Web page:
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Members of Virginia's General Assembly met in Richmond Monday for a special session on transportation funding.
Del. Bob Marshall (R-Prince William) tried to lead a revolt that divided his party, threatening the major transportation agreement from last year that's already funding projects across the commonwealth. One of his amendments would have reinstated a "kill switch," ending the local transportation taxes if money is used for things other than transportation. The other amendment would undo a gas tax increase.
“I’ll take whatever consequences the Republican caucus wants to impose upon me," Marshall said, prompting a response from Republican Speaker Bill Howell. “Oh yes I will. Make my day and kick me out because at this point I really don’t care, Mr. Speaker.”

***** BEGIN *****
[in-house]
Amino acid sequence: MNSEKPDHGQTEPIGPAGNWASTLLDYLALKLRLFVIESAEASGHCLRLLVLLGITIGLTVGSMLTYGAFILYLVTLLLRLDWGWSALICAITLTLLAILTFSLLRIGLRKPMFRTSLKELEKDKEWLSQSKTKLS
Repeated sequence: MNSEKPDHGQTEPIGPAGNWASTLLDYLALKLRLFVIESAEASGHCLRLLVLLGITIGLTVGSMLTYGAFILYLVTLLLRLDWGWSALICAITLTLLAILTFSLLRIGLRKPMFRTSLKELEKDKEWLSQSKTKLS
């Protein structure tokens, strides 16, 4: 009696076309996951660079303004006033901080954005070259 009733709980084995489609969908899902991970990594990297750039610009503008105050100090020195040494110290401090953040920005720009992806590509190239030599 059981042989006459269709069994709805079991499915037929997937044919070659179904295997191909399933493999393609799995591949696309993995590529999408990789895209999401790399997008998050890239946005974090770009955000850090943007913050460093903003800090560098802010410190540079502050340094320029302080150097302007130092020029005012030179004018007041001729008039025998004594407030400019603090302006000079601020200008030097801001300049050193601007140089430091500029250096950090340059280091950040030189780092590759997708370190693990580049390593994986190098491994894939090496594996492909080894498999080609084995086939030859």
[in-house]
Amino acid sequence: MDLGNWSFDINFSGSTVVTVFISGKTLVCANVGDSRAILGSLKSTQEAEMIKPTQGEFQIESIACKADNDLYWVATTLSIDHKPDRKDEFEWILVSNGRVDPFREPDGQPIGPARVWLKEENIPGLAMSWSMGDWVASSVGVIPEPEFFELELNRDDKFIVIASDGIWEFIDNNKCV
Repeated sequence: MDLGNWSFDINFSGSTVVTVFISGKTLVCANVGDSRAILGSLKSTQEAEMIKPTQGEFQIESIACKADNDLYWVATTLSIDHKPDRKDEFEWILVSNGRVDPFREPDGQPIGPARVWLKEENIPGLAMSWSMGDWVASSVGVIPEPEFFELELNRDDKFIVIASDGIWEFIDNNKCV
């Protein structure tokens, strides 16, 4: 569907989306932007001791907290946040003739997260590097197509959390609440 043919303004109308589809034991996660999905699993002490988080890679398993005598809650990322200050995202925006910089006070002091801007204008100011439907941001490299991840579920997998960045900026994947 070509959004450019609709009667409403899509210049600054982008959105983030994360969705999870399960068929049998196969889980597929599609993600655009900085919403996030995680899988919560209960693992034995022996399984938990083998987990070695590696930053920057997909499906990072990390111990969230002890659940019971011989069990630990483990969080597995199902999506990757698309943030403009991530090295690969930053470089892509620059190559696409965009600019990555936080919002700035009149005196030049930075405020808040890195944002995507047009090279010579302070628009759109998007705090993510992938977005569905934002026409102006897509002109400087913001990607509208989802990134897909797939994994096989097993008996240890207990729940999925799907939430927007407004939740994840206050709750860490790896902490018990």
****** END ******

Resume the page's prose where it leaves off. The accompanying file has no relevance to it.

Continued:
Marshall was trying to make the case that state leaders broke their promise when funds earmarked for transportation were used other things. Republican Del. Dave Albo disagreed.
“There should be no confusion amongst us or anybody in the public that 100 percent of the money that was promised to transportation is going to transportation," Albo said.
Marshall’s amendments were dismissed without a roll call vote, despite his repeated objections.
But the debate on the House floor between Republicans could be a sign of things to come this year, as every member of the House of Delegates and the Virginia state Senate will be up for reelection next November.